Rogue Trader Costs UBS $2 Billion; Sends Stock Skidding 11% (XLF, UBS, GS)
David Zeiler: A rogue trader at UBS AG (NYSE:UBS) lost $2 billion on a series of unauthorized transactions, the bank disclosed yesterday (Thursday) despite internal risk controls designed to prevent such activity.
An employee of the London UBS desk that trades exchange-traded funds (ETFs), 31-year-old Kweku Adoboli, was arrested yesterday on suspicion of fraud.
“This is a frightening level of wrongdoing in a bank that was held up as the world class example of good risk management before the [2008 financial] crisis,” Chris Roebuck, a former UBS employee and a current visiting professor at Cass Business School, wrote in on efinancialnews.com.
The company’s stock fell 11% on the news.
UBS warned that its third quarter probably would be unprofitable, although analysts say the bank – Switzerland’s largest – should be able to absorb the loss. Previously UBS had forecast a profit of $1.5 billion for the third quarter.
The UBS rogue trader revelation is just the latest blow to its finances and its reputation. From 2006 through 2009, the UBS investment bank division recorded $65 billion in losses, from which the bank had only recently recovered.
“How many times do we have to see huge UBS losses?” Simon Maughan, head of sales and distribution at MF Global Ltd. in London told Businessweek. “It looks unreformed, unwieldy and ultimately unsustainable. This could be a critical tipping point for UBS’s strategy.”
Some speculated that the incident could tarnish other UBS divisions.
“The key area of damage in our view is reputational and extends beyond the investment bank, into UBS’s private banking business,” Goldman Sachs (NYSE:GS) said in a note to clients.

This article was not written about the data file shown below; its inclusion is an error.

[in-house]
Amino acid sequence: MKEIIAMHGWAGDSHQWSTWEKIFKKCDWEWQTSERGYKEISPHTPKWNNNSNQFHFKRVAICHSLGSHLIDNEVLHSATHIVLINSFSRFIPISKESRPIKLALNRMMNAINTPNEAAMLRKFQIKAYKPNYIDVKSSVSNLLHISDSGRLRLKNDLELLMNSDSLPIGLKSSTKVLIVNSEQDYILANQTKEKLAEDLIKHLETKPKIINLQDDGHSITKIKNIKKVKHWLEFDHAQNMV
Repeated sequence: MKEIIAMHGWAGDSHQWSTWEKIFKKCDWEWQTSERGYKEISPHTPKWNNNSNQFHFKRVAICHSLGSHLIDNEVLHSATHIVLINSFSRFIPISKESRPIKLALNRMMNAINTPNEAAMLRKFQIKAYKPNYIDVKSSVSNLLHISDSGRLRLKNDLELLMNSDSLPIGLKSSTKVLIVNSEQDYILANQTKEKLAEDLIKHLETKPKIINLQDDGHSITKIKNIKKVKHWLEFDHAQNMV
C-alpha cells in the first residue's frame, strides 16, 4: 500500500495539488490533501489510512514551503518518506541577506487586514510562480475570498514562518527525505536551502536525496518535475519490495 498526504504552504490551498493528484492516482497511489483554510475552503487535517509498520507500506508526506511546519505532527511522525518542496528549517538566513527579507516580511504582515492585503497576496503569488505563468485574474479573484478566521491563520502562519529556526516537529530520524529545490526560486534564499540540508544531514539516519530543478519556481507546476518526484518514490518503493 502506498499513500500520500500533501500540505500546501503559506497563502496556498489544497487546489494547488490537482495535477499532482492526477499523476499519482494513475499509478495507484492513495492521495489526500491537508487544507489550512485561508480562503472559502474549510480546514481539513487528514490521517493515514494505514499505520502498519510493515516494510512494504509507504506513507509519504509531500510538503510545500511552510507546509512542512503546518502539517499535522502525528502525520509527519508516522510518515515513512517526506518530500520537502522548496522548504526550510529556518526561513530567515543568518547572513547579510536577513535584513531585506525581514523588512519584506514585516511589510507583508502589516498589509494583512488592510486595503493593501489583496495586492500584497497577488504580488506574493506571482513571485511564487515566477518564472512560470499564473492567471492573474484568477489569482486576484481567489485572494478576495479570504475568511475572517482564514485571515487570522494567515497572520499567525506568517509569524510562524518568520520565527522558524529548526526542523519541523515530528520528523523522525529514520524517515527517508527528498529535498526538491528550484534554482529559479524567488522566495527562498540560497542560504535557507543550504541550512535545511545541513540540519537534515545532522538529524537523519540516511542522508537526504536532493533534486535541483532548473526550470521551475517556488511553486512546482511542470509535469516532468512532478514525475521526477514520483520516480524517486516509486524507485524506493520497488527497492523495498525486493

The incident also brought to mind other rogue traders of the past two decades, including Jerome Kerviel, who cost French bank Societe Generale (PINK:SCGLY) $6.7 billion in 2008, and Nick Leeson, whose $1.8 billion in losses in 1995 brought down the British Barings Bank PLC.
With so many previous examples serving as a warning, not to mention its own recent history of trouble, many wondered how such a thing could have happened at UBS.
“No rogue trader works in a vacuum, and UBS’s management must have taken its eye off the ball to allow a trader to operate on this scale without sufficient supervision and without the systems to monitor his trades,” Simon Morris, a partner at UK law firm CMS Cameron McKenna told Reuters.
Consequences of the UBS rogue trader could extend well beyond its impact on that bank.
By coincidence, the Swiss parliament had scheduled a debate on the country’s banking industry with an eye toward more regulation, and possibly forcing the two largest banks – UBS and Credit Suisse Group AG (NYSE:CS) to split off their investment arms to avoid a total collapse of the financial institutions.
Swiss lawmakers also are considering changes that would increase capital requirements for both big banks to 19% of assets.
It’s in Their DNA
That such incidents continue to happen raises questions about whether anything can be done to prevent them.
When Societe Generale’s Kerviel was in the news, Money Morning Chief Investment Strategist Keith Fitz-Gerald predicted more regulation would not deter rogue traders in the future.
“Despite the fact that the world is now clamoring for more oversight and controls, we suggest that no amount of regulation will help,” Fitz-Gerald wrote.
For their part most of the rogue traders appear to believe they’re simply doing what is expected of them – earning profits for their company.
“I thought it was incredible that no one came to talk to me about this,” Kerviel told a court-appointed psychologist at the time. “My positions made money, so I told myself that it legitimized what I was doing.”
With pressure to juice profits creating such overwhelming incentives to break rules both internal and external, the UBS rogue trader really should have surprised no one.
“Clever traders will always find ways to game the system,” Fitz-Gerald observed. “Their supervisors will unwittingly encourage this behavior by maintaining the outrageous bonus structures and payouts for which Wall Street is now synonymous.”
Related: Financial Select Sector SPDR ETF (NYSE:XLF)
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